By any measure, this is a beefy server chip, and it was absolutely intended to be competitive with any Xeon or Epyc or Centriq or ThunderX2 alternative. It was not really aimed at the heftier Xeon SP Platinum models or IBM’s Power9. But that’s fine. There is plenty of TAM to chase.
The X-Gene 3 chips started sampling on time in March 2017 and were expected to start shipping in production quantities sometime in the first quarter of this year. (The X-Gene 1 and X-Gene 2 chips have been put out to pasture, Sankaran tells The Next Platform.) Given all of the changes at Applied Micro and MACOM in the past six months, the schedule for the delivery of the X-Gene 3 chip has shifted out to the second half of 2018, but Sankaran says that this is not a test platform, but something that Ampere expects for customers to put into production. The chip, when it comes out, will not be called X-Gene, but have another brand that will carry forward from that point forward. And, importantly, it is being tweaked from its original design. First, it is being implemented in a follow-on 16 nanometer process and will be able to turbo up to 3.3 GHz clock speeds.
Here is how Ampere is ranking its chip against the competition, however vaguely:
The interesting bit in that table above is that Ampere is providing integer performance, as gauged by the SPECint_rate2006 CPU test, as well as a list price and a thermal design point for what we presume is the top bin, 32 core part. A server with four of Intel’s top end, 28 core Xeon SP-8180M chips, which clock at 2.5 GHz, is rated at 5,530 on the same test, and that means each socket delivers a rating of around 1,383. The Intel chip costs $13,011 at list price, and that works out to $9.40 per SPEC unit of performance on the same test, as well as 6.74 units of performance per watt. The X-Gene 3 chip shown above has a lot less oomph at 500 units of performance, but it delivers it at a cost of $1.90 per unit of performance and at a 4.0 performance per watt level. That’s 40 percent better performance per watt in favor of Intel, but at nearly a factor of four better bang for the buck for the Ampere X-Gene 3.
This is not the real comparison, of course, because an Armv8 core is not a Xeon SP core, but this does show the worst case scenario. If you are looking at compute density per rack and cost per rack, all loaded up, and compare the Xeon SP Gold and Silver models, the gaps probably won’t be as large. Take a Xeon SP-6152 Gold, which has 22 cores running at 2.1 GHz. A two socket machine is rated at 2,120, so that is 1,060 units of integer performance per socket at 140 watts and at a price of $3,655, or $3.45 per unit of performance and 7.6 units of performance per watt. The latter is again better than the Ampere X-Gene 3 is delivering. But you can buy two Ampere chips and have the same performance and spend less money, so there is that.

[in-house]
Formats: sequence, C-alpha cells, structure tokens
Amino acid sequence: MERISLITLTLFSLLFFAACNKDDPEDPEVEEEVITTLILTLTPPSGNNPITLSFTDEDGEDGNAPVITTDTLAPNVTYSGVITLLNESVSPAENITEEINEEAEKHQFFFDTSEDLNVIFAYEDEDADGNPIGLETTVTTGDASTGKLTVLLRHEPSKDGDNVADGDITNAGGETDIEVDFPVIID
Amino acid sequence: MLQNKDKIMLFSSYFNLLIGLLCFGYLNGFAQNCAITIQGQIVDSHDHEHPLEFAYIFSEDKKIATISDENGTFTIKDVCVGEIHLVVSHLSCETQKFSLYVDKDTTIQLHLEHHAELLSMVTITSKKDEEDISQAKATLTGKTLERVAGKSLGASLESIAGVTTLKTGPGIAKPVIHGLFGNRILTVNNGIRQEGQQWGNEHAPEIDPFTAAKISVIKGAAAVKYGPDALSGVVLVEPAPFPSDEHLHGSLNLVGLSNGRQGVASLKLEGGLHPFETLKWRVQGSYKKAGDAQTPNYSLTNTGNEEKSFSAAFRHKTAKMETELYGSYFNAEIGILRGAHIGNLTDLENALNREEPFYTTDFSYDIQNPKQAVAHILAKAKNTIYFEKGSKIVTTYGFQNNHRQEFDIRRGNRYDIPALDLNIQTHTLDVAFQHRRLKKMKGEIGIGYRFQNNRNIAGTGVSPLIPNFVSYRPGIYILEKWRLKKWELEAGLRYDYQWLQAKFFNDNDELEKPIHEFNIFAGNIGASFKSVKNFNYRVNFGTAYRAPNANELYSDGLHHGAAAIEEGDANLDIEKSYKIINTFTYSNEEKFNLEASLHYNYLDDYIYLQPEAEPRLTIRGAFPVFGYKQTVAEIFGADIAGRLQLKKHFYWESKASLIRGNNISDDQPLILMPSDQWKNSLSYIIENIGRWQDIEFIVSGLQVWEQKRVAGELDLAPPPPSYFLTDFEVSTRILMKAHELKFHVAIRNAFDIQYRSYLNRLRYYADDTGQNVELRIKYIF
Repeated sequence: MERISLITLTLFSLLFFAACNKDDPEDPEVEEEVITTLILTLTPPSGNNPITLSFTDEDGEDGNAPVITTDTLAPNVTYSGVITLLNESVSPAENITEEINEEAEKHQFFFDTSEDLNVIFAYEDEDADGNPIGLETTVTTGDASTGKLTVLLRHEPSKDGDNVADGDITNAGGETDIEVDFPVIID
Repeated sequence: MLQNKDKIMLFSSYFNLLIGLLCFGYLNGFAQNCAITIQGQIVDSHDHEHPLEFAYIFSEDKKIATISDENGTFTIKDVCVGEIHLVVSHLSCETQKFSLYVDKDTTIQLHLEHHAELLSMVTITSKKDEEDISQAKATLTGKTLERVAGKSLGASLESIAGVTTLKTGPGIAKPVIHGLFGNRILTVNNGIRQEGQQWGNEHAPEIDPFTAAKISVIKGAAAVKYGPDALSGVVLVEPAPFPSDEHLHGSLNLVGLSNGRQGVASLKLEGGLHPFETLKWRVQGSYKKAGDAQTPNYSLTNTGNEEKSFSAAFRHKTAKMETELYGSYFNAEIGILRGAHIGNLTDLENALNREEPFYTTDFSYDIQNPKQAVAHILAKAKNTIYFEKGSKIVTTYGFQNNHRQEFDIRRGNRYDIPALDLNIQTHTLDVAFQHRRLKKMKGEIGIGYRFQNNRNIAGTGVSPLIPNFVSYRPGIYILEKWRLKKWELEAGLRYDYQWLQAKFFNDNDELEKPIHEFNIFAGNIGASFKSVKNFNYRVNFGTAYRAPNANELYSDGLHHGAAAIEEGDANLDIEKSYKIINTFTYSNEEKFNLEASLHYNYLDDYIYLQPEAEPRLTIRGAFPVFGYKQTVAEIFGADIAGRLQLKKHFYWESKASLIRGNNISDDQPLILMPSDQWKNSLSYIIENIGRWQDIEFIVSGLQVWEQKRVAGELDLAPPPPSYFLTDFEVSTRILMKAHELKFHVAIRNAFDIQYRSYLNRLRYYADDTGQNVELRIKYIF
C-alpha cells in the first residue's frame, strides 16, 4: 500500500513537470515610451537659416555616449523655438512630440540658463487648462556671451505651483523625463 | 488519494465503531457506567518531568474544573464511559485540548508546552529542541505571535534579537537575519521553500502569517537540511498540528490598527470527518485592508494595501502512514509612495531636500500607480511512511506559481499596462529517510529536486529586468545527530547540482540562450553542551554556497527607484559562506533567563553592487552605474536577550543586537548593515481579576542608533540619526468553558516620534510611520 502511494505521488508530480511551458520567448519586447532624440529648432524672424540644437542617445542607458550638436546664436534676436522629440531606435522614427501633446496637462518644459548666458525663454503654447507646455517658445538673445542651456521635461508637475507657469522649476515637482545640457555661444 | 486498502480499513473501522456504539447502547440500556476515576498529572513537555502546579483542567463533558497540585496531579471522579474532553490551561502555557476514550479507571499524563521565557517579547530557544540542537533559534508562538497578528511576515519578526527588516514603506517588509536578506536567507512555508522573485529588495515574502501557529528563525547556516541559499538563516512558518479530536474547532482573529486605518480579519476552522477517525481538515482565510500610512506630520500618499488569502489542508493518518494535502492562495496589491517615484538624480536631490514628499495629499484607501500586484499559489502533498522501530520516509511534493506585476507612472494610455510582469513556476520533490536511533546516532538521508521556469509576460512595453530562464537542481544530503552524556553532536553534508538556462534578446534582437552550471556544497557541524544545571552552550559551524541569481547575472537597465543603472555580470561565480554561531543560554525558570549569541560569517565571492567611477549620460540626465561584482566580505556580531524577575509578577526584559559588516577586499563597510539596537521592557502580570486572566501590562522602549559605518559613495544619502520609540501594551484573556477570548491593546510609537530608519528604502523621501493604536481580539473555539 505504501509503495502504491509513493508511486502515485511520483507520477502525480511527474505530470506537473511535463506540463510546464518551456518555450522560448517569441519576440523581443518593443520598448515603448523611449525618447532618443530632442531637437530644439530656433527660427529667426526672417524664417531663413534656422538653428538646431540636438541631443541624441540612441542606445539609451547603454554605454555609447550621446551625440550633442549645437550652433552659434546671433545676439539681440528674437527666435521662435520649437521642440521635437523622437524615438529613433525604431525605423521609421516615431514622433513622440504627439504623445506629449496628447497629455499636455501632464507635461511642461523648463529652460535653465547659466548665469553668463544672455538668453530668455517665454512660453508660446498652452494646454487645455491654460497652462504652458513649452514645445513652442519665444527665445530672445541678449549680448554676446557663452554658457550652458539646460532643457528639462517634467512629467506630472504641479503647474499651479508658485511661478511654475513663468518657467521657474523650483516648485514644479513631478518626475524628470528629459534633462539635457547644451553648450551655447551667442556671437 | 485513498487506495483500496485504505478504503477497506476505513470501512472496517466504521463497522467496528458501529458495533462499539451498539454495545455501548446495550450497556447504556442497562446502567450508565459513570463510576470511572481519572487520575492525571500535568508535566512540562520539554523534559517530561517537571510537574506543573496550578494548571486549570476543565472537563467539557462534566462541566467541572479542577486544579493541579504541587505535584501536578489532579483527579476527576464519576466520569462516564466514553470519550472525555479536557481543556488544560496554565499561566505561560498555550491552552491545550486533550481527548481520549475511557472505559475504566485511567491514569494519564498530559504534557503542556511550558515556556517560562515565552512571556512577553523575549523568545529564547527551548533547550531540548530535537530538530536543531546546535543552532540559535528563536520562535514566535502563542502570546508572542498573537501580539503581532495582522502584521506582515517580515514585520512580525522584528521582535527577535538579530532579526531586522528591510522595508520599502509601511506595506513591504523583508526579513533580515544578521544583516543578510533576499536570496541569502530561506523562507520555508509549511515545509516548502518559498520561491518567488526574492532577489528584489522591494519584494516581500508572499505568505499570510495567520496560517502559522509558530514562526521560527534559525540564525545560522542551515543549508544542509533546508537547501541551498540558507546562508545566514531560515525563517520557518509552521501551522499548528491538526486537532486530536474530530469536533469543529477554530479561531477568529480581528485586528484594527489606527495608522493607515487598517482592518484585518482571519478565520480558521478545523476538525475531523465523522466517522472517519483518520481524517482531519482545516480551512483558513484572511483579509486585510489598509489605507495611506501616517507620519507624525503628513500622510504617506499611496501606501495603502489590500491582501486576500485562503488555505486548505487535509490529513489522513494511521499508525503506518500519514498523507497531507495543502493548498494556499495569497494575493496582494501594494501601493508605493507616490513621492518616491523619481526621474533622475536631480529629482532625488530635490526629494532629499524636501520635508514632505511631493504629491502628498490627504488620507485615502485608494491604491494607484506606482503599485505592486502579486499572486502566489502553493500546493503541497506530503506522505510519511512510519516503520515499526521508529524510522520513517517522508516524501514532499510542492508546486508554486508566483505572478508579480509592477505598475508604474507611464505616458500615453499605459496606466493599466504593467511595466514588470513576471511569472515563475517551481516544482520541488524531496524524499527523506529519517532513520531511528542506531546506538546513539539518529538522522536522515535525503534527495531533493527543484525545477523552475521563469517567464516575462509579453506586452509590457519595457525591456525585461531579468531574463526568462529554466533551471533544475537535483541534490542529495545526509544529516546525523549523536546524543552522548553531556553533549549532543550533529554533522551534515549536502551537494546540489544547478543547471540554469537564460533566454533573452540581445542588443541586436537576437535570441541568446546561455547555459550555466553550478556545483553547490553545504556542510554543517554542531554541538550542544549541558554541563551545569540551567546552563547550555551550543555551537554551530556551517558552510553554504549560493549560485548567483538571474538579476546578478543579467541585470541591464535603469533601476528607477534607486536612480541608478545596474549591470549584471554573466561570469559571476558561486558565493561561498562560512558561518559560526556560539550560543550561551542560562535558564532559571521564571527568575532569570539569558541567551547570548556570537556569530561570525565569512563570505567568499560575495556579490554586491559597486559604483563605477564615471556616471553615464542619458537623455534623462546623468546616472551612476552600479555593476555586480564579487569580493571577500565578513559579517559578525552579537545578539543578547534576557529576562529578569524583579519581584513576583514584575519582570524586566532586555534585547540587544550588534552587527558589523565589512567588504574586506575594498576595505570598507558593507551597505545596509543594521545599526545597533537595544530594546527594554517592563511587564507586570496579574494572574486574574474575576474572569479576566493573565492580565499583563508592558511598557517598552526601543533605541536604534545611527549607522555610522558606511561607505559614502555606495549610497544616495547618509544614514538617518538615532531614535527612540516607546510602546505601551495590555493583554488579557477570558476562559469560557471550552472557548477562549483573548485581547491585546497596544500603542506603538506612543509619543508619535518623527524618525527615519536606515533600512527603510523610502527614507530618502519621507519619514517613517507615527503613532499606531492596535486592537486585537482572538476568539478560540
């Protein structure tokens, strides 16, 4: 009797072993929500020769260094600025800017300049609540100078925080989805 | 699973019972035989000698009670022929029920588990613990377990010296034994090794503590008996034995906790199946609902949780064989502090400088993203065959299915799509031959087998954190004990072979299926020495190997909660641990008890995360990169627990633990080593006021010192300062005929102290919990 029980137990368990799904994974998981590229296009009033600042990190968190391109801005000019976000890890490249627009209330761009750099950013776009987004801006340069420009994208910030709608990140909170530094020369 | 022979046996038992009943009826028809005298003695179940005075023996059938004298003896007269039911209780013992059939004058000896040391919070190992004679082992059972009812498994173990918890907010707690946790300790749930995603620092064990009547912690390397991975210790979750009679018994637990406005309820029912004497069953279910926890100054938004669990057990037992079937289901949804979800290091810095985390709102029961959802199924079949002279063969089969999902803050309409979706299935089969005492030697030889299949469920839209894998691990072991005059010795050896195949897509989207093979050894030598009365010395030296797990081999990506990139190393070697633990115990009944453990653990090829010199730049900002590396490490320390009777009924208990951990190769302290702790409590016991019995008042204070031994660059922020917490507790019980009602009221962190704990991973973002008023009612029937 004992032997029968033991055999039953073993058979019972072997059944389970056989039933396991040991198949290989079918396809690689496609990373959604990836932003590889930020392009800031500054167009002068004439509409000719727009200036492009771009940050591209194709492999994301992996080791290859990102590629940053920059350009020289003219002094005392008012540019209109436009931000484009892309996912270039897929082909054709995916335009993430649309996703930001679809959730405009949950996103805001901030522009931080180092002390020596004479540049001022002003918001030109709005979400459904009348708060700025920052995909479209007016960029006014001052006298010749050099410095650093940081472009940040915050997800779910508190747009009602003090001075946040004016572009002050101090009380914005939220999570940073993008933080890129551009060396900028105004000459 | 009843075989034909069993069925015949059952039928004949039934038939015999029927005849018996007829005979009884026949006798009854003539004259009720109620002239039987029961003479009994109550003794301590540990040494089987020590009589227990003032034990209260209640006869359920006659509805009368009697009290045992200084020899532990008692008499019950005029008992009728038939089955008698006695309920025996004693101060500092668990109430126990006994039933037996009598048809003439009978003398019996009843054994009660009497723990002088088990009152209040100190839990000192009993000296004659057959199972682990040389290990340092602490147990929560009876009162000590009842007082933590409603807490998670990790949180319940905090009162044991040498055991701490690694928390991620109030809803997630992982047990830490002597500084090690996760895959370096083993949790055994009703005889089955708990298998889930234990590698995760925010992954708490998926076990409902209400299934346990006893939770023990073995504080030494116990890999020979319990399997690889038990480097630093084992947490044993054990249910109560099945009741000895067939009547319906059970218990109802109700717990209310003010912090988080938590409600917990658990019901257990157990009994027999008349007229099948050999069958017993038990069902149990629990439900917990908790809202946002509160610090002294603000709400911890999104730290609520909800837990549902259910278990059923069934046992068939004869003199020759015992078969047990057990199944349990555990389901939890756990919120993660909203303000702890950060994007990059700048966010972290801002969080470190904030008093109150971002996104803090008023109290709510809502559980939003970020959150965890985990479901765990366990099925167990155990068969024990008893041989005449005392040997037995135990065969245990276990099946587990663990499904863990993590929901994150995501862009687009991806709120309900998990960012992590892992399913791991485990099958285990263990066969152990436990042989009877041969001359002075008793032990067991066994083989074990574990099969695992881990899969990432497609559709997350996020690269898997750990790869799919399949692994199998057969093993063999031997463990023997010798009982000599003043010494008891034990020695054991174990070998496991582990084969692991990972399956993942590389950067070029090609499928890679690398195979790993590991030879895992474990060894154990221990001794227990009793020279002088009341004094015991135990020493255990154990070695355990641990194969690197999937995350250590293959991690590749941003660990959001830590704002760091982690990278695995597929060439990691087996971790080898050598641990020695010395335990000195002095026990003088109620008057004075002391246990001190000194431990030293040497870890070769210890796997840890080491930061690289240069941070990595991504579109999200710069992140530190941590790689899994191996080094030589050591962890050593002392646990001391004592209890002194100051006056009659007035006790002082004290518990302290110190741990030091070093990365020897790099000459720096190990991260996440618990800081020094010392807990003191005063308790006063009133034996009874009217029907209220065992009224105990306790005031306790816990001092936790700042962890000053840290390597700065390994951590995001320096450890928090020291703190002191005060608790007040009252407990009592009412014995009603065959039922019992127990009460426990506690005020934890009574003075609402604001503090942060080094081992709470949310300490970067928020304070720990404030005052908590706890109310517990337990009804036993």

It all will come down to cases, and Ampere is better that the gaps will be large enough to make inroads into the hyperscale and cloud datacenters that it is targeting. And you have to remember to look at things at a system level, not just at the CPU level, too.
“The pain point for most people is reducing the total cost of ownership,” explains Sankaran. “In the markets where we are chasing – Web tier, data analytics, big data, storage – our go to market has largely been to show the customers a lower TCO for the same amount of performance per rack. The TCO is comprised of three vectors: power, performance, and price. If you turn these knobs in various ways, you can get significantly higher savings, and that is why companies will change their architectures. The TCO you need to achieve at the system level varies based on the workload. In storage, anything greater than 5 percent better TCO is a big deal because the storage platform costs are so dominated by the storage media. The story is different with big data or Web infrastructure, where the costs are compute. In that case, anything greater than 15 percent savings on TCO is a game changer for changing architectures.”
This is consistent with what Google has told us, which is that it would change architectures for a 20 percent savings.
Ampere is currently working on two more generations of chips on the whiteboard right now, which will follow-on the heels of the X-Gene 3. The next one up, which will be the first one designed by the recently assembled Ampere team, will have a similar power envelope – somewhere around 125 watts, all in – but offer higher performance and therefore higher performance per watt. After that, it is hard to say. Ampere will probably stick with TSMC and ride its process curve down, but Sankaran says the company is always looking at the process roadmaps for the competition. That is Intel, which doesn’t really do a lot of fab work for others; Samsung, which does a little; TSMC, which is all foundry for others; and GlobalFoundries, which is also all foundry and which has a shot to win some business if TSMC can’t keep shrinking its processes as fast.